While putting my first thought into words, I envision Adrienne Rich having approved my relying only on the title of her poem, What Kind of Times Are These in my search for the language of my need today. I picture her joining me in my outburst and deep state of sadness for and disbelief in the massacre of innocence last week on Friday, December 14, 2012.
I don’t live in Newtown, CT . Never have. I didn’t have any personal acquaintance with Charlotte Bacon, Daniel Barden, Olivia Engel, Josephine Gay, Ana M. Marquez Greene, Dylan Hockley, Madeleine F. Hsu, Catherine V. Hubbard, Chase Kowalski, Jesse Lewis, James Mattioli , Grace McDonnell, Emilie Parker, Jack Pinto, Noah Pozner, Caroline Previdi, Jessica Rekos, Avielle Richman, Benjamin Wheeler, or Allison N. Wyatt. I didn’t need to.
Knowing that our society has not done far better by its most precious and vulnerable members hurts regardless. “Is it not so that the failure to protect little children from harm is the most shameful weakness an adult human can present?” James Howard Kunstler conceives this question on his blog site, Clusterfuck Nation in his post of December 17, 2012, America The Horror Show. Kunstler’s podcast presentation, “It’s Too Late for Solutions,” published by Chris Martenson on July 14, 2012 seems eerie in its preemptive warnings: “[W]e are past the state where solutions are possible – instead, we need a response plan to help us best brace for the impact of the coming consequences. And we need it fast.”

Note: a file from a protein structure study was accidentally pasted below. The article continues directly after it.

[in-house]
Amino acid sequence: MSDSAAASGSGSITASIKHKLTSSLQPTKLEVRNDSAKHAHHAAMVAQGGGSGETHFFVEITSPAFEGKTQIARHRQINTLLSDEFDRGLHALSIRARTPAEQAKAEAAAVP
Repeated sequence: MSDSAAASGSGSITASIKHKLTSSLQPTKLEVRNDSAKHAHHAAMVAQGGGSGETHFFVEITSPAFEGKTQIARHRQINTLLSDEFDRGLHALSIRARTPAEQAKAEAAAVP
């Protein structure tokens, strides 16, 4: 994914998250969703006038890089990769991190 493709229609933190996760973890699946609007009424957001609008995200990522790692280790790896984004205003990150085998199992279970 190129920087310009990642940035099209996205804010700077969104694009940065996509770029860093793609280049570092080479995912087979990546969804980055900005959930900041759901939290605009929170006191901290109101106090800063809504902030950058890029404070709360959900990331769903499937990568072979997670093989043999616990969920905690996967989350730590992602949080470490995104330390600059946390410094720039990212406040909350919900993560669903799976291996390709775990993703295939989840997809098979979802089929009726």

Only “the failure to protect little children from harm” happened fast, as the entire country has taken part in “the most shameful weakness an adult human can present [.] (Kunstler)” I am no exception. In fact, worse. Friday, December 14 was the date of my birth. The sense of guilt for having lived this long and well compounded the sorrow I felt for the massacre of all those children whose names I reminisced above.
The semester was also ending on that day – with me still not knowing that childrens’ lives were taken away from them and in such brutal way. I had just left my literature students with a reminder to take pride in their own poetic creations, a special assignment they completed after our examination of German poetry. A project I asked them to conceive as their contribution to the next generations. Next to Adrienne Rich’s poem, we had spent significant time analysing and reflecting on An die nachkommenden Freunde (“To Our Successor Friends”) by Friedrich Gottlieb Klopstock and An die Nachgeborenen (“To Those Who Follow in Our Wake”) by Bertolt Brecht– poems transferring knowledge and wisdom about the poets’ lifetimes to the reader of generations to come.
Imagine the morning of Friday, December 14, 2012 as a time when we were not “past the state where solutions are possible” (Kunstler) for all those slaughtered children – whose names I recall here one more time. Imagine one, some or all of them leaving another “What Kind of Times Are These” or “An die nachkommenden Freunde” or “An die Nachgeborenen” for the human race to seek wisdom in and from for centuries to come. Imagine each of them having had the chance to live a full life, the way they were supposed to. Before their life ties were severed by a psychotic who happened to have all that he needed for his monstrous murder act right at his finger tips since he himself was a child for reasons I have no understanding, tolerance or sympathy for.
In the words of Rich but with the emotional outburst solely of my own, I ask in despair in the aftermath of this unforgettable butchering of innocence: What kind of times are these?